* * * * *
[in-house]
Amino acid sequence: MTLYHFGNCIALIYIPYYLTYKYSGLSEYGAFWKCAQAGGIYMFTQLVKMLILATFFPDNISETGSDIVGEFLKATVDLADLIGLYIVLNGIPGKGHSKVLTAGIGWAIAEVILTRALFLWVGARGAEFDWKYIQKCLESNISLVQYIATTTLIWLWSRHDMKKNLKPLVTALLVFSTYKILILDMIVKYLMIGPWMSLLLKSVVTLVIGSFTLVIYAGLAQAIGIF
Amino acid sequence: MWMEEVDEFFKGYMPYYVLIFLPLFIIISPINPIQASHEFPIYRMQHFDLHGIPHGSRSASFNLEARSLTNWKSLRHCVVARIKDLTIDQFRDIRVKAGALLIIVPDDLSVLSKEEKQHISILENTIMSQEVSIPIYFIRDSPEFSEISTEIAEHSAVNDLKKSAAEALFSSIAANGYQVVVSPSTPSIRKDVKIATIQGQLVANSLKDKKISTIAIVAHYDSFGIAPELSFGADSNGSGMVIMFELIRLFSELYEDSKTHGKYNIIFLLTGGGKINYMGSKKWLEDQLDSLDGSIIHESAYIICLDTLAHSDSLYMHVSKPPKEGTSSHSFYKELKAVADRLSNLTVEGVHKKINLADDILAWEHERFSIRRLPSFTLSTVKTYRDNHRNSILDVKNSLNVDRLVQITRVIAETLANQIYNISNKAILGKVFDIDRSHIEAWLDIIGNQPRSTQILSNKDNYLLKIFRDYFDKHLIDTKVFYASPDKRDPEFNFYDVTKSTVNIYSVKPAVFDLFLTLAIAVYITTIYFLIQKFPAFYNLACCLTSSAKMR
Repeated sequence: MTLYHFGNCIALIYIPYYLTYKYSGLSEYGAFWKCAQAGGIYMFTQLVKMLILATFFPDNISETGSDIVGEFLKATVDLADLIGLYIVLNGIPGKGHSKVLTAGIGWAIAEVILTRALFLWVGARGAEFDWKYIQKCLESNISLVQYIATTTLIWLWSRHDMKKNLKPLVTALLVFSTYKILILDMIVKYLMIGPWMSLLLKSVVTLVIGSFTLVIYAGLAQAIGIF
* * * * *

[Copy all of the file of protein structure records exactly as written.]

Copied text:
[in-house]
Amino acid sequence: MTLYHFGNCIALIYIPYYLTYKYSGLSEYGAFWKCAQAGGIYMFTQLVKMLILATFFPDNISETGSDIVGEFLKATVDLADLIGLYIVLNGIPGKGHSKVLTAGIGWAIAEVILTRALFLWVGARGAEFDWKYIQKCLESNISLVQYIATTTLIWLWSRHDMKKNLKPLVTALLVFSTYKILILDMIVKYLMIGPWMSLLLKSVVTLVIGSFTLVIYAGLAQAIGIF
Amino acid sequence: MWMEEVDEFFKGYMPYYVLIFLPLFIIISPINPIQASHEFPIYRMQHFDLHGIPHGSRSASFNLEARSLTNWKSLRHCVVARIKDLTIDQFRDIRVKAGALLIIVPDDLSVLSKEEKQHISILENTIMSQEVSIPIYFIRDSPEFSEISTEIAEHSAVNDLKKSAAEALFSSIAANGYQVVVSPSTPSIRKDVKIATIQGQLVANSLKDKKISTIAIVAHYDSFGIAPELSFGADSNGSGMVIMFELIRLFSELYEDSKTHGKYNIIFLLTGGGKINYMGSKKWLEDQLDSLDGSIIHESAYIICLDTLAHSDSLYMHVSKPPKEGTSSHSFYKELKAVADRLSNLTVEGVHKKINLADDILAWEHERFSIRRLPSFTLSTVKTYRDNHRNSILDVKNSLNVDRLVQITRVIAETLANQIYNISNKAILGKVFDIDRSHIEAWLDIIGNQPRSTQILSNKDNYLLKIFRDYFDKHLIDTKVFYASPDKRDPEFNFYDVTKSTVNIYSVKPAVFDLFLTLAIAVYITTIYFLIQKFPAFYNLACCLTSSAKMR
Repeated sequence: MTLYHFGNCIALIYIPYYLTYKYSGLSEYGAFWKCAQAGGIYMFTQLVKMLILATFFPDNISETGSDIVGEFLKATVDLADLIGLYIVLNGIPGKGHSKVLTAGIGWAIAEVILTRALFLWVGARGAEFDWKYIQKCLESNISLVQYIATTTLIWLWSRHDMKKNLKPLVTALLVFSTYKILILDMIVKYLMIGPWMSLLLKSVVTLVIGSFTLVIYAGLAQAIGIF